Aug 15

IN RESPONSE | We don’t need a tax hike to fix Colorado’s highways

In this Jan. 7 photo, traffic backs up on Interstate 70 in Colorado, a familiar scene on the main highway connecting Denver to the mountains. (AP Photo/Thomas Peipert)

(Re: “Only one ballot issue can tackle Colorado’s transportation challenges,” Aug. 10.)

Let’s fix our roads without a massive 21 percent increase of our state sales tax. The collaborative cronyists’ proposal, “Let’s Go Colorado” — a huge tax increase, allegedly for transportation — hurts everyday, hardworking Coloradans who are chasing their American dream.  If the politicians, bureaucrats, governmental appointees and interested parties behind the proposal, get their way, we’ll pay an additional 21 percent in state sales tax on basic items that make our lives better such as diapers, toilet paper and school supplies.

When enjoying a craft brew with colleagues, buying a good book or meeting friends for dinner, we would pay an additional 21 percent in state sales tax.  And those new school clothes, soccer balls, books and dance shoes for the kids?  You got it!  An additional 21 percent in state sales tax.  If passed, Colorado would be the 13th-highest state in the country for taxes at the register.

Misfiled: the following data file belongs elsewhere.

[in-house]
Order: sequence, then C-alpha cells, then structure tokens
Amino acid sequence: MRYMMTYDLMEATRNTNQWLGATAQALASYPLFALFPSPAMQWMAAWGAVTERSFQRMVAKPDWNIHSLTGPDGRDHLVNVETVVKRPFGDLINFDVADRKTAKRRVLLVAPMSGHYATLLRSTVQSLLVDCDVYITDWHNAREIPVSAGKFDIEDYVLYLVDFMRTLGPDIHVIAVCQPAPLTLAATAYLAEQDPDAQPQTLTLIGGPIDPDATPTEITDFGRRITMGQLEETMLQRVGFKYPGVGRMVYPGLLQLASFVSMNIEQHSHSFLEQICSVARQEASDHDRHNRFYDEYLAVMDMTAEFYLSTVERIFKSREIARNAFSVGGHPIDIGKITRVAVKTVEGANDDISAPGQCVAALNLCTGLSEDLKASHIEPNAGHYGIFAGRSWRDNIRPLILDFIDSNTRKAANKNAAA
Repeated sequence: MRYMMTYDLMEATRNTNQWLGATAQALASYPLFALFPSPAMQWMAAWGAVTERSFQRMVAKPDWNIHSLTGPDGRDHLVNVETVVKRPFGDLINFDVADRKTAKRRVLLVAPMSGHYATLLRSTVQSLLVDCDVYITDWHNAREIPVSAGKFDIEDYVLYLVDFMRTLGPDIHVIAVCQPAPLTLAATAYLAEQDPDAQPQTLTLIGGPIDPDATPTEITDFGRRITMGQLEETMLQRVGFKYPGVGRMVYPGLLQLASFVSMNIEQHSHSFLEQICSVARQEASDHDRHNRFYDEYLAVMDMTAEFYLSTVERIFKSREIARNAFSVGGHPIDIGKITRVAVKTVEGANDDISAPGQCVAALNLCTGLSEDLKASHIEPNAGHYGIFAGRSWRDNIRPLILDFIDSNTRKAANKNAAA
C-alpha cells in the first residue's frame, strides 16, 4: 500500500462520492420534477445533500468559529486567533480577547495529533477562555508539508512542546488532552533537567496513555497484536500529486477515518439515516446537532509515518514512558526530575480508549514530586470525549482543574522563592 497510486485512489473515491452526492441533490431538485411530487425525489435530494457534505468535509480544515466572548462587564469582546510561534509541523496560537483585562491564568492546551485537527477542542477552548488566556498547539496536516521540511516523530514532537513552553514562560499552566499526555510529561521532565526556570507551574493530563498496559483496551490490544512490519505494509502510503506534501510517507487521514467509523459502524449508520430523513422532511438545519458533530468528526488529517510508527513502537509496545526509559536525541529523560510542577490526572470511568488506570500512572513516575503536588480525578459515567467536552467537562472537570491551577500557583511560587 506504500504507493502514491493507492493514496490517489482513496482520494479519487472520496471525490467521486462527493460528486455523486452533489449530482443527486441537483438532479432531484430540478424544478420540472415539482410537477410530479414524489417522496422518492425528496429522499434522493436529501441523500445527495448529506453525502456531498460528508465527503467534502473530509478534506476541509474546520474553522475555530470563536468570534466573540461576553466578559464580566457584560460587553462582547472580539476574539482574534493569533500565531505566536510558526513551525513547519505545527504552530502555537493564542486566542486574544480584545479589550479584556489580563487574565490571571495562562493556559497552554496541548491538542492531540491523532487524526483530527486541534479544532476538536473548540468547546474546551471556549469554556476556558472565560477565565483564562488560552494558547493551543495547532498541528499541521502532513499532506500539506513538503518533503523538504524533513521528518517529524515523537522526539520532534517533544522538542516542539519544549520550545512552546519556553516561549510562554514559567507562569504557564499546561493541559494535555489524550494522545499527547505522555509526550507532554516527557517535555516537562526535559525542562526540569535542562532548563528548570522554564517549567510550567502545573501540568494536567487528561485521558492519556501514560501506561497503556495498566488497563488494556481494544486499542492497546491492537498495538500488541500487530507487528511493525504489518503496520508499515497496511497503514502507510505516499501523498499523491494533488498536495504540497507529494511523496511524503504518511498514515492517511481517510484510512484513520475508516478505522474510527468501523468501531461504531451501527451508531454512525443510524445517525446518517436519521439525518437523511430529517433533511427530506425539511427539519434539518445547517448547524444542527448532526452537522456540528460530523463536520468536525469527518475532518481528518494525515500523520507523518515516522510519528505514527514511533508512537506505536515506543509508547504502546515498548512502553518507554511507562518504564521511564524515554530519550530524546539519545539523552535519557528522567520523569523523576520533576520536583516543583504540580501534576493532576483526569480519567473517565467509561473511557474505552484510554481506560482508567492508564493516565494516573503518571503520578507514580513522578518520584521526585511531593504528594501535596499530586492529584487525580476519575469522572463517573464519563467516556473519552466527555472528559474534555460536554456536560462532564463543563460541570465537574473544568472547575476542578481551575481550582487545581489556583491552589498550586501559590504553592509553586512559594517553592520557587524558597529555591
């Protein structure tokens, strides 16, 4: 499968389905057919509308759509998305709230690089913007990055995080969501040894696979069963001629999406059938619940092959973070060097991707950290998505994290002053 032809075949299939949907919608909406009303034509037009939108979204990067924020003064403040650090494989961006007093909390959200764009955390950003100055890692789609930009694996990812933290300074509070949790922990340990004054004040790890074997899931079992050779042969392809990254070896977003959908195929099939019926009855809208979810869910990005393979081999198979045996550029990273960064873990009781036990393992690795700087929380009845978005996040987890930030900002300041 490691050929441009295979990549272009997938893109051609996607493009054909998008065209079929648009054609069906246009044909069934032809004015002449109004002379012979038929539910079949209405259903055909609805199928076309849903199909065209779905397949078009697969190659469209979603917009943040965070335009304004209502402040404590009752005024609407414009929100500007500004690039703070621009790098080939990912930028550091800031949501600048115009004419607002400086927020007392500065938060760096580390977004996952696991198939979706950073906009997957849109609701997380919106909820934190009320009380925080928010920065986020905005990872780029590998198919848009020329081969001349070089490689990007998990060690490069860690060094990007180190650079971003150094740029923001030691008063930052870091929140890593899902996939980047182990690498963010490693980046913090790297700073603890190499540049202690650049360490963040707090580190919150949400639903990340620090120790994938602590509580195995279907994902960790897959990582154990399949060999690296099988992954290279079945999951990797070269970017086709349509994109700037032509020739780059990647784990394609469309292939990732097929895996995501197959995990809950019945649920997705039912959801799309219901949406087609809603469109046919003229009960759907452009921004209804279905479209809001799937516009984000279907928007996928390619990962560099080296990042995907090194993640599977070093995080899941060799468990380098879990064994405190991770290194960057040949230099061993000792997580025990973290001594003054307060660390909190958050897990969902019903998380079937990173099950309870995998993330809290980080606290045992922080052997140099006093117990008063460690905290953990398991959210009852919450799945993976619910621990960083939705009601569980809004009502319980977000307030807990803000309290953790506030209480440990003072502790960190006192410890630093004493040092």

Politicians, bureaucrats, governmental appointees and interested parties are selling this new tax as only cents on the dollar.  Here’s the reality: Currently, Colorado state sales tax sits at 2.9 percent.  Let’s Go Colorado would increase the state sales tax to 3.52 percent, which is a significant 21 percent increase.  And it’s a regressive tax that disproportionately hurts people in the toughest situations and who trying to get ahead, such as the poor, vulnerable, elderly and our young people.

There is a better way to get Colorado going. “Fix Our Damn Roads” is a ballot initiative that directs the state legislature to dedicate a portion of Colorado’s growing revenue to fix our roads and bridges, without increasing taxes. Colorado has the money.  Our revenue continues to increase.  Colorado is expected to collect an additional $1.29 billion next fiscal year, thanks to federal tax cuts, economic growth and a resurgent oil and gas industry.  Colorado has the money.

Gas taxes were created as a user tax.  The tax was charged at the pump and the tax revenue was to be used for our roads and bridges.  However, the state has been spending our gas tax money on pet projects and other stuff.  Per an Institute of Energy Research report, 16 percent of federal gas tax money is siphoned off for non-road and bridge projects such as transit, pedestrian and bicycle paths and facilities, recreation trails, landscaping, environmental mitigation and transportation museums.  If the money would have gone to where it was promised and purposed, our roads and bridges would be in good condition and repair.